Architecture in Service to Kids and Music

General / People / Places / December 16, 2020

Hamilton, Ontario may be a blue-collar steel town – but like Toronto, its neighbor 60 miles north – it’s a music town too.

That’s according to Bill Curran, principal in Thier + Curran Architects in Hamilton. And he should know. His firm recently completed the design and renovation of a music hall there, dedicated to the concept of introducing children to classical, jazz, and rock music.

The client was The John and Ellie Voortman Charitable Foundation, a group strongly committed to the arts. They bought the town’s old Gasworks building, one that dated back to 1850. It had served first as a large urban home, and later, as an office for a gas plant. “More recently it had been taken over as a church, and poorly renovated,” he says. “The foundation took it over and brought us in.”

The foundation’s deeply involved with a non-profit organization called the Hamilton Music Collective. Its AIFEC (An Instrument for Every Child) program loans instruments and provides free music lessons to elementary school students who can’t afford the cost. Since its launch, it has involved some 5,000 students across 14 Hamilton schools – and continues to expand.

Outside the Gasworks building where the structure snugs up to the sidewalk, the architects moved the front door to the rear of the building via a wraparound porch. That porch widens to a performance space out back, where chairs can be set up in a parking lot on warm summer evenings.

Its external material palette is fairly simple: Doug fir, brick, stucco, and large, four-by-eight cement panels. “And there’s a diverse array of windows because we like to vary patterns quite a bit,” he says. “These kinds of buildings don’t demand symmetry or rigidity.”

Inside it was a total gut renovation. The architects added a ground-floor lobby, a washroom, a coatroom and a green room offstage, plus a large addition on the rear for multipurpose uses. Upstairs are large classrooms, offices and practice rooms. “We turned a stairwell into a classroom, with a U-shaped bench for teaching,” he says.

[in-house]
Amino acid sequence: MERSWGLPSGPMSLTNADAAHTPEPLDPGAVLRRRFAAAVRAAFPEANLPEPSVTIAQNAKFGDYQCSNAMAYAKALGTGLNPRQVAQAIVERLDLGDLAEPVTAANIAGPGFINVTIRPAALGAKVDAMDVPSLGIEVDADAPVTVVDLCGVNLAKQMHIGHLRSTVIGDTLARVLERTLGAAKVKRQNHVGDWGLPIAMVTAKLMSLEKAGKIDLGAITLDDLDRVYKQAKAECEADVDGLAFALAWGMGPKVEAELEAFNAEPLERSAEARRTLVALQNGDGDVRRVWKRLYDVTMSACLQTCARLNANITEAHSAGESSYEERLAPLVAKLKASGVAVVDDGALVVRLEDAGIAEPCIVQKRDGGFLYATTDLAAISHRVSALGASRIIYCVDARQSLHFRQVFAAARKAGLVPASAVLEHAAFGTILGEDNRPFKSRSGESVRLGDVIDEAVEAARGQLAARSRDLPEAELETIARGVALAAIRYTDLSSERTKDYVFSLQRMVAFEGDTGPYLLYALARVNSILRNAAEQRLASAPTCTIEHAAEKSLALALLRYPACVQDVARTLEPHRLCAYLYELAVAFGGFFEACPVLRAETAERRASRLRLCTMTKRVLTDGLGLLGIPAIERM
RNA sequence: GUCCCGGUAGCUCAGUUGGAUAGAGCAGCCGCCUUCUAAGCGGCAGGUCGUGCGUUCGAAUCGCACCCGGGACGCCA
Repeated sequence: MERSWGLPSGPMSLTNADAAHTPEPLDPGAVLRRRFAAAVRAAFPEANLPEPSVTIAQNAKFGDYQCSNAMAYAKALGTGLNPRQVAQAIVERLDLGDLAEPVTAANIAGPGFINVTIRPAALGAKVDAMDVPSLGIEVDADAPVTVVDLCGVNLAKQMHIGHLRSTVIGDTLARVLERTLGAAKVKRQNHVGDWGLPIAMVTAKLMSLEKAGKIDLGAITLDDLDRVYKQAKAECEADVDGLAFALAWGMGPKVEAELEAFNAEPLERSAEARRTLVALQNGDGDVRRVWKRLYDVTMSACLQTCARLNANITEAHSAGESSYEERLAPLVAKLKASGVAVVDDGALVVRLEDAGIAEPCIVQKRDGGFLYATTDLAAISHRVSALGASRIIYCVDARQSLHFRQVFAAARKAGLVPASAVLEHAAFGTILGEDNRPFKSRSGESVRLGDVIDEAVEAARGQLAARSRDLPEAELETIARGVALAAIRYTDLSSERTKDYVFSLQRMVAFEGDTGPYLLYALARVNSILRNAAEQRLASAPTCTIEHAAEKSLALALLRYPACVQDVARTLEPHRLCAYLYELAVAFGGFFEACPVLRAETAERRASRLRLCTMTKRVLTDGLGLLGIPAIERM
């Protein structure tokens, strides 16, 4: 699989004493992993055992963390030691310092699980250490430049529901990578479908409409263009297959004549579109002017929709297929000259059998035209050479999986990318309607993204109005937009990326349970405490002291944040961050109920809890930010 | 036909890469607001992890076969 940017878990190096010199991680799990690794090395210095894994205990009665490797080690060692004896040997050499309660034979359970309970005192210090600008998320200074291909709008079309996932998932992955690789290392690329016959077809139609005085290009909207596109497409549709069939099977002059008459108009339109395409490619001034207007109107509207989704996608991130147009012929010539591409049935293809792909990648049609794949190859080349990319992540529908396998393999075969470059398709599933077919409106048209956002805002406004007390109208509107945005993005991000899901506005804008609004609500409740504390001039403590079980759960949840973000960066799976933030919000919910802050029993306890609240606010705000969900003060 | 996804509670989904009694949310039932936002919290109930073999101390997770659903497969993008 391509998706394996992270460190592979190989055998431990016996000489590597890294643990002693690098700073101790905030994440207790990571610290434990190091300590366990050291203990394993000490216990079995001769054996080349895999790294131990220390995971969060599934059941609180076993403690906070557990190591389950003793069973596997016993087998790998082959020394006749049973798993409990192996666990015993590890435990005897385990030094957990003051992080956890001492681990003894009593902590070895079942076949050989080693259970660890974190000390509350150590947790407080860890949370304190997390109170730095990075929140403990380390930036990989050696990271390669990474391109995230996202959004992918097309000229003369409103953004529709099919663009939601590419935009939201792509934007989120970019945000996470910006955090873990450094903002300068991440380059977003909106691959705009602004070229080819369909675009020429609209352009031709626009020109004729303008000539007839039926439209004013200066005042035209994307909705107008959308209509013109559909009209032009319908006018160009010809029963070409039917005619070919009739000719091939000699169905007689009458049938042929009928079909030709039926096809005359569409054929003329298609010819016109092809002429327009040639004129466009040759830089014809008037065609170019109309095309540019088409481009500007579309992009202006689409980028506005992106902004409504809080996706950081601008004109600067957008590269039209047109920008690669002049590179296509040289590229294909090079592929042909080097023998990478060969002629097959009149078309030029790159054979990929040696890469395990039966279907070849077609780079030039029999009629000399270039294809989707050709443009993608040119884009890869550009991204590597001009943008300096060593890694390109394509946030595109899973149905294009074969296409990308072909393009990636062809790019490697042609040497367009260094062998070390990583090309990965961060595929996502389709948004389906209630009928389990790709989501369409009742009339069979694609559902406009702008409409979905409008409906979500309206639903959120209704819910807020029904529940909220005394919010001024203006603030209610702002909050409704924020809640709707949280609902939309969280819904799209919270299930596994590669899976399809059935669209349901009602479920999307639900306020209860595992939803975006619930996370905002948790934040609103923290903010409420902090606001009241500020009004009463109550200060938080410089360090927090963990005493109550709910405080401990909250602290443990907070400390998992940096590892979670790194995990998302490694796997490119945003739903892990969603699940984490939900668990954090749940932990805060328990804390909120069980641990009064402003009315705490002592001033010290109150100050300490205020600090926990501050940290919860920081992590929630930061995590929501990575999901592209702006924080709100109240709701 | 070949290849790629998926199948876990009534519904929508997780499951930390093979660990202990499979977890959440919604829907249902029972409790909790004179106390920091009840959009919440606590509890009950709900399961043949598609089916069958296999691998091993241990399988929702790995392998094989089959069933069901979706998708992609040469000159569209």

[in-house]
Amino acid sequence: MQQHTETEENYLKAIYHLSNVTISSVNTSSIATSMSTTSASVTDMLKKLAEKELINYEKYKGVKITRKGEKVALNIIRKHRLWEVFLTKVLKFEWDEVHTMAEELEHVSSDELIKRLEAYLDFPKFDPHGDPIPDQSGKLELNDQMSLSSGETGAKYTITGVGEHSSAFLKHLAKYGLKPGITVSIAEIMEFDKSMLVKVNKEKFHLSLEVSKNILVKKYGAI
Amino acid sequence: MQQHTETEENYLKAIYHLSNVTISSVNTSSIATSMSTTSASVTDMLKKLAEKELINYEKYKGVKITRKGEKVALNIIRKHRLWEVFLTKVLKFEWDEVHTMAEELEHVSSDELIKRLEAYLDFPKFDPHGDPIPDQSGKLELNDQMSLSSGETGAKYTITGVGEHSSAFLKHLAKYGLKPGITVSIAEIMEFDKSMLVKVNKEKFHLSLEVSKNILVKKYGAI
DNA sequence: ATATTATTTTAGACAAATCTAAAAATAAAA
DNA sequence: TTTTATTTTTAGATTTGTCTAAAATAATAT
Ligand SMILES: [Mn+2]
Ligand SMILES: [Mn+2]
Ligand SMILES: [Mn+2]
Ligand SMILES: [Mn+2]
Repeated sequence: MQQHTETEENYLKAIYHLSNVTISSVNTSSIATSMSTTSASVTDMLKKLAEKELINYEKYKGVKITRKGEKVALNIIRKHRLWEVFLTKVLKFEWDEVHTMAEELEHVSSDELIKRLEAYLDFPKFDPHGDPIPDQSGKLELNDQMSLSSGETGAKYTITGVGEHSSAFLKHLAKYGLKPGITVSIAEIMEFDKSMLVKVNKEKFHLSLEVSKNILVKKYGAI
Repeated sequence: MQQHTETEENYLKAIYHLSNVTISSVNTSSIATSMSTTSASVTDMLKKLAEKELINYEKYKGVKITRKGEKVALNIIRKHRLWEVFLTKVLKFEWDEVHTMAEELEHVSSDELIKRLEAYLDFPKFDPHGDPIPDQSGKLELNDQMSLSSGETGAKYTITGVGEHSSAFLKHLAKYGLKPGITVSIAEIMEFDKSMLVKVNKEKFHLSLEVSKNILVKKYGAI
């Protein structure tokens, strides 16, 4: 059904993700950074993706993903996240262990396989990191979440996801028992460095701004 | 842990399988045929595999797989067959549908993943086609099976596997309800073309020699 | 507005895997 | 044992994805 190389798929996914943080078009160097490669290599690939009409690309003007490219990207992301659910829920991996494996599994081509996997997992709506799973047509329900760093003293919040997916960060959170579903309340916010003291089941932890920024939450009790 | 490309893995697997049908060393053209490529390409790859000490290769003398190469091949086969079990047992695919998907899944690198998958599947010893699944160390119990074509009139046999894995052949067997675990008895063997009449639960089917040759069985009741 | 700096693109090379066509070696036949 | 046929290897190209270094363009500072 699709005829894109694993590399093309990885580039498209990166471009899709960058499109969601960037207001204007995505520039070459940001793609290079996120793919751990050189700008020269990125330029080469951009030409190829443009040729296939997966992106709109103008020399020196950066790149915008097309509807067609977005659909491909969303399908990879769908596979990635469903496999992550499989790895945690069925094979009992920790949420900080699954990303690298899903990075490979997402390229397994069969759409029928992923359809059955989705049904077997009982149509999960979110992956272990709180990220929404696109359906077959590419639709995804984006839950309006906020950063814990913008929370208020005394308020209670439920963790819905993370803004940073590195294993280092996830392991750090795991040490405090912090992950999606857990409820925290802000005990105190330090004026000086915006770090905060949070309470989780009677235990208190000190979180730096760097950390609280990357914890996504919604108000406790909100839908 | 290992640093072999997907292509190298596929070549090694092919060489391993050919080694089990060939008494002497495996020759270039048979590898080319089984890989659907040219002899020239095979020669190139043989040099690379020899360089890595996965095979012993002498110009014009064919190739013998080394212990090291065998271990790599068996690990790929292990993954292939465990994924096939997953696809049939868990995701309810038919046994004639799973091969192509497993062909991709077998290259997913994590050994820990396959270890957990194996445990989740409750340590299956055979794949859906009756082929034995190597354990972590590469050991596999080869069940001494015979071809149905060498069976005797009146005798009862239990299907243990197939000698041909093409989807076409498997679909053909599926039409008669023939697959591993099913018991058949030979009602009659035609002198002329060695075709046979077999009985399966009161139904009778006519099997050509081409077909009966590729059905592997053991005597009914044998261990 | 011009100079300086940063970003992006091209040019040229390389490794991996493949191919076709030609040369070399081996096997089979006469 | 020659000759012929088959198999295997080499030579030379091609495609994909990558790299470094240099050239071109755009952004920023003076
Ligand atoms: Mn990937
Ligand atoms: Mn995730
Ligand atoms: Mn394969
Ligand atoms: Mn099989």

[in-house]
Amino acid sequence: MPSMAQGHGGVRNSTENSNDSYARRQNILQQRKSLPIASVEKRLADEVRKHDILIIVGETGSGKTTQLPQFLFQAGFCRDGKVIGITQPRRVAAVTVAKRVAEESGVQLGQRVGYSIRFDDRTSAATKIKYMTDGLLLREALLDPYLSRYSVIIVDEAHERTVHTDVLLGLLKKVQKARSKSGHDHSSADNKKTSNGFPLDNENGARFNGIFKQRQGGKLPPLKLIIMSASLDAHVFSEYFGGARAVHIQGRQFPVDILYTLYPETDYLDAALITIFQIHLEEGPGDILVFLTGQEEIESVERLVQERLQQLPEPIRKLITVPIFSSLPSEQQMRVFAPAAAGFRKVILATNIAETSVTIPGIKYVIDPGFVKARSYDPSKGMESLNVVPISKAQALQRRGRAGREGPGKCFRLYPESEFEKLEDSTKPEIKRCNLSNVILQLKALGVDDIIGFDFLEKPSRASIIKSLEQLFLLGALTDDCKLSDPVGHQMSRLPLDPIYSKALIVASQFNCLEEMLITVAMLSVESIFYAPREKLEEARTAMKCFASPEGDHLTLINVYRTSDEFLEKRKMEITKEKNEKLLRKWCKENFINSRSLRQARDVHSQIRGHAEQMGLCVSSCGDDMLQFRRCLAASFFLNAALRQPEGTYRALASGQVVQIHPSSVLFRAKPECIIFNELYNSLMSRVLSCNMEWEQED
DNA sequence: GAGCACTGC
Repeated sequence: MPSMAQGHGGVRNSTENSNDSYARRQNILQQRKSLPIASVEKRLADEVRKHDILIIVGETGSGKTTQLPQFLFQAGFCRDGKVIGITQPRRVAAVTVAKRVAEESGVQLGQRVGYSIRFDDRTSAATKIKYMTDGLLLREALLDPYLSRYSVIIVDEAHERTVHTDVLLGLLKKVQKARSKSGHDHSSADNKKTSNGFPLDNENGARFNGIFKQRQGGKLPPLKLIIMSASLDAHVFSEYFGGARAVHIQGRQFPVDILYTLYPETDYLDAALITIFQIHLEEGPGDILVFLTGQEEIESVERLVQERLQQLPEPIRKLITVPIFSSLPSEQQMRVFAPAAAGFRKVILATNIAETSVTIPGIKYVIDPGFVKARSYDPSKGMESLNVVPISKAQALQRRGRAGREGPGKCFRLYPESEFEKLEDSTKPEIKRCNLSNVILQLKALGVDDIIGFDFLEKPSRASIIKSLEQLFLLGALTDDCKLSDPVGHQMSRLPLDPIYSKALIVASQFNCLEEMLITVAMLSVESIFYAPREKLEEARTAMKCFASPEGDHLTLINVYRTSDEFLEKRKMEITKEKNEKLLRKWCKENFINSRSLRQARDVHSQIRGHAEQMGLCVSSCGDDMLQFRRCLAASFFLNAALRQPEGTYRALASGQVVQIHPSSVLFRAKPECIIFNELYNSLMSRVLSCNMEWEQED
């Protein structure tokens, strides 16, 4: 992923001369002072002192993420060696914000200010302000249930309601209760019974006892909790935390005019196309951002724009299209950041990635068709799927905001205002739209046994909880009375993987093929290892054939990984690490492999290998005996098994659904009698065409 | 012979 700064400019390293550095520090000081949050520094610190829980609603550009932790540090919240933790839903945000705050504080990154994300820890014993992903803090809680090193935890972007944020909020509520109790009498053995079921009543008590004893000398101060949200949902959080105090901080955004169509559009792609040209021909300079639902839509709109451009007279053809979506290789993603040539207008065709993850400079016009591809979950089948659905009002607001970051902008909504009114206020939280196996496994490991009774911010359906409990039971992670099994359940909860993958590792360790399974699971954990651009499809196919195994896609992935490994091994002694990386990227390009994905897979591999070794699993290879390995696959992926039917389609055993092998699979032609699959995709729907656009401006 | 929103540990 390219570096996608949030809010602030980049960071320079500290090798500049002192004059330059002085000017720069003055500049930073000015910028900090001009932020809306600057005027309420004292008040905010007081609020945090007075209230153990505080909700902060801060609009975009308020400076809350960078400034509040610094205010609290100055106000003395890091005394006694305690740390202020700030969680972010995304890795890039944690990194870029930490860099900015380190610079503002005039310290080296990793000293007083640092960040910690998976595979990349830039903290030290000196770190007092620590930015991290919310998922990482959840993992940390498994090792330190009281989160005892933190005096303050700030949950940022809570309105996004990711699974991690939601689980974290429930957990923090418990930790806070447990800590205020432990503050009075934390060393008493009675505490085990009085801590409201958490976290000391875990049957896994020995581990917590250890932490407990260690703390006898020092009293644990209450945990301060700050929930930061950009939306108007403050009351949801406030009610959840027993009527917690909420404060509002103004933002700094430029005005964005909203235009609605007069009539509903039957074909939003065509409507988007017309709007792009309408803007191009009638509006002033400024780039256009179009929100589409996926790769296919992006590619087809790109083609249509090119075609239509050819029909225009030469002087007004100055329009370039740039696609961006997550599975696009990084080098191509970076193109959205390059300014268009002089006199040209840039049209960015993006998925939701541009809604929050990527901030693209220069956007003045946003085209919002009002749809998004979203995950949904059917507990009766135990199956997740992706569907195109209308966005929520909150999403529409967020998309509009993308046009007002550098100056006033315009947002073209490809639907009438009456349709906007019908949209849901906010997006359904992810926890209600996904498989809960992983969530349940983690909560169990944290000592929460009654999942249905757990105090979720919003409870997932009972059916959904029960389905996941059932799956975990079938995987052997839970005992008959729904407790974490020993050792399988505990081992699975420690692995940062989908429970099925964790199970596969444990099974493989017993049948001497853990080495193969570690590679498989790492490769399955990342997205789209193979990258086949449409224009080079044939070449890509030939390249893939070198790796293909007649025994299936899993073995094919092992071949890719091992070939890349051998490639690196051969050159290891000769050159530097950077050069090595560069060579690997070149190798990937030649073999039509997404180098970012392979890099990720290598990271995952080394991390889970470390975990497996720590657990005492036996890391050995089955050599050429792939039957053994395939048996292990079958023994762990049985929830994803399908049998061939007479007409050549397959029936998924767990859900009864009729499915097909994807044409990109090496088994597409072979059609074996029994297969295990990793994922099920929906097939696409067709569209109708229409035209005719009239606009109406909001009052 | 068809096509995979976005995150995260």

Formal but accessible, the interior’s meant to be inspirational for students. “We wanted it to be welcoming and comforting, and not intimidating when they cross that threshold – into a great, safe space that’s inspiring and bright,” he says. “The colors are deliberately bright as a design tool – so it’s not like the clinical, bland classrooms they’re used to.”

An aficionado for all things Venetian, Curran used Murano tile inside, contrasting it with cold-formed, raw steel. There are machine-cut, pop-up, acrylic light fixtures from Copenhagen, glowing Spanish bentwood fixtures in cherry and birch, used as pendants and wall sconces, plus the Italian lights that Renzo Piano is known to favor. “I use them because I like the light,” Curran says.

But this design’s real focus is to serve the music and the students. The Hamilton Music Collective was founded in 2008 by German-born saxophonist and former New York City Blue Note Records executive Astrid Hepner. She’s joined by her husband, Darcy Hepner, a former Berklee College of Music professor – and saxophonist in the legendary band of Blood Sweat & Tears. The two are well connected in the world of music, and bring in guest performers from Los Angeles, New York, and Europe to teach the students – and play with them too.

“They’re performing on stage with the kids – it opens them up,” he says. “They’re inner-city or poor kids who now can get an eye into this world of music.”

For them, Thier + Curran designed a building that enhances their musical experience, while exposing them to something beyond that – thoughtful architecture to enrich their lives even further.

Every city on the planet would do well to embrace that kind of concept.

For more, go here and here.

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Michael Welton




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